RIPPEY, Iowa — Tim Bardole is still upbeat.
“I really think this China situation is going to come to a resolution,” says the central Iowa farmer, who serves as president of the Iowa Soybean Association. “I’m more hopeful now than I was a few weeks ago.”
But when it comes to trade, not everyone shares his optimism.
“China is kind of a disaster for us,” says Iowa State University ag economist Dermot Hayes.
The problem is not just the political discussion or the tariffs, Hayes says. It goes back to the way the trade war started and has unfolded.
President Donald Trump’s “in-your-face approach” to trade has offended many in China. In talking to people from that country, he says, he has been struck by how angry many of them are.
“They feel like this is Pearl Harbor for them,” he says. “Once you start thinking like that, logic goes out the window.”
If that attitude is widespread, it means reaching an agreement may be very difficult and any impasse may last beyond 2020 or even the 2024 elections.
The situation is better for livestock producers, says Joe Schuele, vice president of communications at the U.S. Meat Export Federation. Coming into 2019, many expected pork exports to China to increase dramatically due to the outbreak of African swine fever and the liquidation of China’s swine population. Since China is far and away the largest producer and user of pork, that is a big deal.
But Schuele says the outbreak led to more pork hitting the market at first, as some producers sold earlier than normal or liquidated herds before they could get hit with the disease. It was not until summer that the shortage began to show up.
“That pork shortage didn’t really materialize as quickly as people thought,” he says.
The shortage did eventually show up. In July, pork exports from the United States surged to 32% above the previous July. That uptick was due to several factors. One was the need for pork in China. Another was the fact that in May, Mexico eliminated tariffs it had put in place during a trade war with the U.S.
Schuele says most analysts expect the United States to eventually approve the United States-Mexico-Canada Agreement (USMCA), which is essentially an updated version of the North American Free Trade Agreement (NAFTA). While politicians can debate whether the improved USMCA is worth the year-long trade war that led to it is another matter, but most agricultural trade groups support its approval and implementation.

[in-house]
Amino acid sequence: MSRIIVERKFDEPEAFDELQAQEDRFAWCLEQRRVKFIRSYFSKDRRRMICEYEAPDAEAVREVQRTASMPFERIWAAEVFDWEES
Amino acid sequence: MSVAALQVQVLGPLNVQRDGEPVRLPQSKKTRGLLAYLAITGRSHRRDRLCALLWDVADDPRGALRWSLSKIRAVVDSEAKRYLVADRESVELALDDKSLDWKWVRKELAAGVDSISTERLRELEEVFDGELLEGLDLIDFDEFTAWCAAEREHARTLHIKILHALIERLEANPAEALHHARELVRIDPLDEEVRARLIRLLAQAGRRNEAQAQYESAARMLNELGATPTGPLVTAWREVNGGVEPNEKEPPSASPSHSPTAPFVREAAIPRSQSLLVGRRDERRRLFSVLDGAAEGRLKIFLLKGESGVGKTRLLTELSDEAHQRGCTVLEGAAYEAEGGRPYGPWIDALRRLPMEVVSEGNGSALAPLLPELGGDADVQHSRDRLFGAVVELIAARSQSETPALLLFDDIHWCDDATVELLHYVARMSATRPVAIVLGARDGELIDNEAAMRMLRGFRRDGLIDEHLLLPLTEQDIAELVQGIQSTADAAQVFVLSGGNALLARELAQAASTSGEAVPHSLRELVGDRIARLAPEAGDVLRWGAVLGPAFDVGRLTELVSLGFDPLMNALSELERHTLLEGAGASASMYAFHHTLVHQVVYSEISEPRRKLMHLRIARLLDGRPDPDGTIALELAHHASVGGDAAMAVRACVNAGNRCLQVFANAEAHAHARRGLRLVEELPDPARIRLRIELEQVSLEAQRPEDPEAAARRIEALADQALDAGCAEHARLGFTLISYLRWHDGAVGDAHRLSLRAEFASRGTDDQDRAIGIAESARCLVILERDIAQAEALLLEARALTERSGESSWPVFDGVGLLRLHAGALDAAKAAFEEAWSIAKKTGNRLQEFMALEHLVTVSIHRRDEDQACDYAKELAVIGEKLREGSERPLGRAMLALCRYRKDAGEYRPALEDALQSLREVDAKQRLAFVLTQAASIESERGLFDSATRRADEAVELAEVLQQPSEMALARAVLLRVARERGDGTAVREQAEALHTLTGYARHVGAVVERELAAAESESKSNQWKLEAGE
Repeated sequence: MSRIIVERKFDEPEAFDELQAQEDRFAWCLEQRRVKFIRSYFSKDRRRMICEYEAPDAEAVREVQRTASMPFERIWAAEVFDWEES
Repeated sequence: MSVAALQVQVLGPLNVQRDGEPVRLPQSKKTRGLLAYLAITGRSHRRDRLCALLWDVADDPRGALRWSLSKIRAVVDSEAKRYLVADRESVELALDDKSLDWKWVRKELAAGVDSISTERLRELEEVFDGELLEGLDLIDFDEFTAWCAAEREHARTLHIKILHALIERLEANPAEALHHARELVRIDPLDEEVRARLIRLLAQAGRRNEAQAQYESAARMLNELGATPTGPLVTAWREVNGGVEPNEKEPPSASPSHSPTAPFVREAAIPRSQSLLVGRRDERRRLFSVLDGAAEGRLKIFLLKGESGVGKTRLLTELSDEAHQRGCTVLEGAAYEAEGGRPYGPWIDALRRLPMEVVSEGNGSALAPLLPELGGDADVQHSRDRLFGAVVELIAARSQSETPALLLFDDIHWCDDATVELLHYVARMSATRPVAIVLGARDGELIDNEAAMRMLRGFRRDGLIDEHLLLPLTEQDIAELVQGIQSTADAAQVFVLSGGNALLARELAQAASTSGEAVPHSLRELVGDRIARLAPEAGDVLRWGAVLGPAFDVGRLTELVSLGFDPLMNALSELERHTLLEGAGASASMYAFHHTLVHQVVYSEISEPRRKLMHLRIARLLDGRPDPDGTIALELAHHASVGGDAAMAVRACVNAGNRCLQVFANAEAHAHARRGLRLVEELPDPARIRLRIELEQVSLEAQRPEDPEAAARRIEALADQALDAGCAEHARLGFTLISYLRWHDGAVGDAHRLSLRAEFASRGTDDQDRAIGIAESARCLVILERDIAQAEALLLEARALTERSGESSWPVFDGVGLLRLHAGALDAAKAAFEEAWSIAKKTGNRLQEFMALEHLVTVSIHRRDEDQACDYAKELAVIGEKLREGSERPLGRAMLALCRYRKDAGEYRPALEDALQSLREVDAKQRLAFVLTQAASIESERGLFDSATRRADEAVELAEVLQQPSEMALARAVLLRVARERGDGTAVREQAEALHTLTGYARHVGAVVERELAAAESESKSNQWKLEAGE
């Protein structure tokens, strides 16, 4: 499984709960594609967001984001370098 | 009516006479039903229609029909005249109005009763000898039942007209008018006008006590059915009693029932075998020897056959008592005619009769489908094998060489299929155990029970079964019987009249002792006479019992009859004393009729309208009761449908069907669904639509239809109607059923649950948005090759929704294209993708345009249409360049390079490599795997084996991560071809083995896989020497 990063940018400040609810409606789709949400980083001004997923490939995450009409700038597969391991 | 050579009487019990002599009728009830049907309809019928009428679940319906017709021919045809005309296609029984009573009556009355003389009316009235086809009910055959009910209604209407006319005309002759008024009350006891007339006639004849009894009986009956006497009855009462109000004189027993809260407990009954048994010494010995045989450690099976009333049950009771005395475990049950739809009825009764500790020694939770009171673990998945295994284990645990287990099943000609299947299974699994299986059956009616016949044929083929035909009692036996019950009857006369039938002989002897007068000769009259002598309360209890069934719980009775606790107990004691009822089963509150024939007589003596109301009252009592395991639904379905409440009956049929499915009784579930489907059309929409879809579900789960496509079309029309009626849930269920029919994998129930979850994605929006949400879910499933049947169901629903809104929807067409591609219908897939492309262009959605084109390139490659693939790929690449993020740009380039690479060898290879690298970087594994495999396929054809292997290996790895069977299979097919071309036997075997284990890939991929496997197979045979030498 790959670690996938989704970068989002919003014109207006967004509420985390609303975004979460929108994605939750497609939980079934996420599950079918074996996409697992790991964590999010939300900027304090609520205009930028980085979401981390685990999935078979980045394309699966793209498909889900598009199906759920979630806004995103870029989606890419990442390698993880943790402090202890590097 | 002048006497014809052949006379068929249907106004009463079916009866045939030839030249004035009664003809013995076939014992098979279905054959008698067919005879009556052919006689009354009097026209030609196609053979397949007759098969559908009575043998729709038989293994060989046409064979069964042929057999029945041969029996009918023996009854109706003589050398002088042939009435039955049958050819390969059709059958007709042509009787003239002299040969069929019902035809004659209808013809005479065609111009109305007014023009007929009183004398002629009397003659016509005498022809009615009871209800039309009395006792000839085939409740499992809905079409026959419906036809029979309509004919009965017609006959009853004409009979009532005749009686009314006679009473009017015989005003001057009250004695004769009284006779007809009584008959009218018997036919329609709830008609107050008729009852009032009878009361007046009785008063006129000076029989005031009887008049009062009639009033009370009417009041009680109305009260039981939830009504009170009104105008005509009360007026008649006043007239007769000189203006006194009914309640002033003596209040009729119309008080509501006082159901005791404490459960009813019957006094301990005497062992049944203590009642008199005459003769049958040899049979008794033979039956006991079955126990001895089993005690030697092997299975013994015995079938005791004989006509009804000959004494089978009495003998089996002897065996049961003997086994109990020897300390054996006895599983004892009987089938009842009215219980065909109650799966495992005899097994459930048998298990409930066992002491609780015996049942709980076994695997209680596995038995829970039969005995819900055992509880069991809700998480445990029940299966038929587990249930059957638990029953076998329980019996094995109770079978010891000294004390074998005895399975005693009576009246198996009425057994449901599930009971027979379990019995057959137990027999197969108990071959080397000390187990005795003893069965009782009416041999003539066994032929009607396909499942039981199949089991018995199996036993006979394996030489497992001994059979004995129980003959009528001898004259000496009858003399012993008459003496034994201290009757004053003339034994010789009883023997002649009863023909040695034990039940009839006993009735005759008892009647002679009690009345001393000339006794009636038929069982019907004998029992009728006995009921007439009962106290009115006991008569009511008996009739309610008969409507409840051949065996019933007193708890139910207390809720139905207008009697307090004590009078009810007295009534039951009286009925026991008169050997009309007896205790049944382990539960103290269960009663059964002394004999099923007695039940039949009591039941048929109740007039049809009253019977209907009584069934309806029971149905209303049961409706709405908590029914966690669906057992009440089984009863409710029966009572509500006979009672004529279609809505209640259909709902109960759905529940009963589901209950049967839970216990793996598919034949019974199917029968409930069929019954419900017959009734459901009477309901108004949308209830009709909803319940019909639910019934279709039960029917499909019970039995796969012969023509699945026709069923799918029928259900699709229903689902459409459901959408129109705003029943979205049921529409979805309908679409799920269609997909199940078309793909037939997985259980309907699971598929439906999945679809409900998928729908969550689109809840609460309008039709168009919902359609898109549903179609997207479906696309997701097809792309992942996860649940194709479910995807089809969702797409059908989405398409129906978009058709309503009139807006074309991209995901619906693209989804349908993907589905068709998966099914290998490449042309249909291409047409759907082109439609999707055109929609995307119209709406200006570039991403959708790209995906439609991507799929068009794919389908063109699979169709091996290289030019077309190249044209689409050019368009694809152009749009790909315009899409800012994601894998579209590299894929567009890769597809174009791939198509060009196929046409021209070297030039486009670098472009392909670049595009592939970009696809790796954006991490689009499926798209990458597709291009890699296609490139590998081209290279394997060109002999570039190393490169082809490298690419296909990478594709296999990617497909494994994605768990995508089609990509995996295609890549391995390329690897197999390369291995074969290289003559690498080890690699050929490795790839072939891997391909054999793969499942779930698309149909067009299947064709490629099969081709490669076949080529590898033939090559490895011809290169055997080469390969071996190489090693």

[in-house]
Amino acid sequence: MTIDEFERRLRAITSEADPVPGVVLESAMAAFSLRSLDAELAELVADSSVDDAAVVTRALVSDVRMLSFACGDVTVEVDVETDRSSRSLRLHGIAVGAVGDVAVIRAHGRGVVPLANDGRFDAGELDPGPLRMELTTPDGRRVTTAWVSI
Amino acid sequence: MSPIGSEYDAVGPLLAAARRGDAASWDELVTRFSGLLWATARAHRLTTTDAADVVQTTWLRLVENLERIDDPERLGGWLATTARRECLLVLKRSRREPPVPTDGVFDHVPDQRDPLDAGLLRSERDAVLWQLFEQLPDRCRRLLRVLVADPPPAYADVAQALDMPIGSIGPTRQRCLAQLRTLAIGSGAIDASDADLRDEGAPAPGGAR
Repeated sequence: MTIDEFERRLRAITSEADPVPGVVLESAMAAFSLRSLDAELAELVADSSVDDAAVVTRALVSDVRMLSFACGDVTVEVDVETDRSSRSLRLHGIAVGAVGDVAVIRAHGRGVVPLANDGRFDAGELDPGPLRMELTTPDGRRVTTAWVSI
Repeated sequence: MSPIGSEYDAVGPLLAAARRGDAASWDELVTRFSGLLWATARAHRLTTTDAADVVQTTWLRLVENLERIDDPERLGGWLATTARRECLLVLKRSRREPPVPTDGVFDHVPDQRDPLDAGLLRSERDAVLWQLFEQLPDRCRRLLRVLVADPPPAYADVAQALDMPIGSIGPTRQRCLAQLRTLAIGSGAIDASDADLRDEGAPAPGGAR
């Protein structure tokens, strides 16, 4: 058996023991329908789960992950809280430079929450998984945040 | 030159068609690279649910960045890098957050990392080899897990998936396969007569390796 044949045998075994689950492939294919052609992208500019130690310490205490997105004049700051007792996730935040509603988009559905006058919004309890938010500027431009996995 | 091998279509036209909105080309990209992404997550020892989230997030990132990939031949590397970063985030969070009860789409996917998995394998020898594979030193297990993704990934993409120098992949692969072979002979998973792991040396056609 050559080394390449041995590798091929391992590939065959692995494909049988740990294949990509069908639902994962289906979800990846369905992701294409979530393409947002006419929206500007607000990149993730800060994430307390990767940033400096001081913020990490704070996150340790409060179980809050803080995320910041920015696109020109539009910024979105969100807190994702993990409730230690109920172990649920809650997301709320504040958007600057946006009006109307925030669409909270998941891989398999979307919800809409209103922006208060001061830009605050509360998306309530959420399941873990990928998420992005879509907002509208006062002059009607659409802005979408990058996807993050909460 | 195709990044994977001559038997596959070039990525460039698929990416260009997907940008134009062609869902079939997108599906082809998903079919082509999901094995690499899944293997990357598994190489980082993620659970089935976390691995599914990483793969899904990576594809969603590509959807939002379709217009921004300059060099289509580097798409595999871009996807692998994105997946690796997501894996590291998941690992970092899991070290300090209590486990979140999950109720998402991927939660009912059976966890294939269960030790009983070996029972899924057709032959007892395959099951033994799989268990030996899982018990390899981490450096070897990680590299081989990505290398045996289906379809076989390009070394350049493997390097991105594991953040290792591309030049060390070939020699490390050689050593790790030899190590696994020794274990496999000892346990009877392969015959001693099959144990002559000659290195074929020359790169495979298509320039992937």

Beef exports are also doing well this summer and fall, Schuele says. Last year was a record year with $8.3 billion in beef exports from the United States. This year that figure is holding steady. The tentative agreement with Japan announced a few weeks ago should help beef exports.
The South Korean beef market is also growing, and sales to that nation could reach close to $2 billion this year, which would break the record set last year.
The Japanese agreement is one of several negotiators are pursuing that would essentially put the United States on par with other nations which have already signed on to the Comprehensive and Progressive Agreement for Trans-Pacific
Partnership (CPTPP) — similar to the TPP, which was negotiated by the Obama administration but which the United States failed to approve after Obama left office.
When it comes to grain, the situation is a bit different. Because of the African swine fever epidemic in China, U.S. soybean shipments for feed to that nation were inevitably going to drop, but the trade war added to that problem, Hayes says.
The hope is the trade dispute will be settled soon. It appears the rhetoric has been toned down in recent weeks, and Bardole says he hopes that is a good sign.
He also says he is hopeful Congress will approve the USMCA this fall. It would not provide a big boost to the grain market, but it would help dairy producers. It would certainly help farmers feel a bit better about their futures, he says.
“If we get that signed and put into place, that could build momentum,” Bardole says.
In the meantime, farmers are getting Market Facilitation Program (MFP) payments to help offset some of the losses caused by the various trade disputes, especially the one with China.
“I don’t like those,” Bardole says of the MFP, “but I’m not going to turn them down.”
Of course, he adds, he really does not have a choice whether to accept the MFP because his banker would be having a very serious conversation with him if that were to happen.
This all leads back to that financial situation, Bardole and Hayes both say. Farmers were already facing difficult times before the trade wars of the past three years. The disputes — along with the related battle regarding refinery exemptions and ethanol production — have added significantly to the financial stress on the farm.
Right now, Hayes says, the best farmers can likely hope for is for the bleeding to stop. Some markets have already been lost forever, he says. There is hope on the livestock front. But there is a lot of concern on the crop side of things.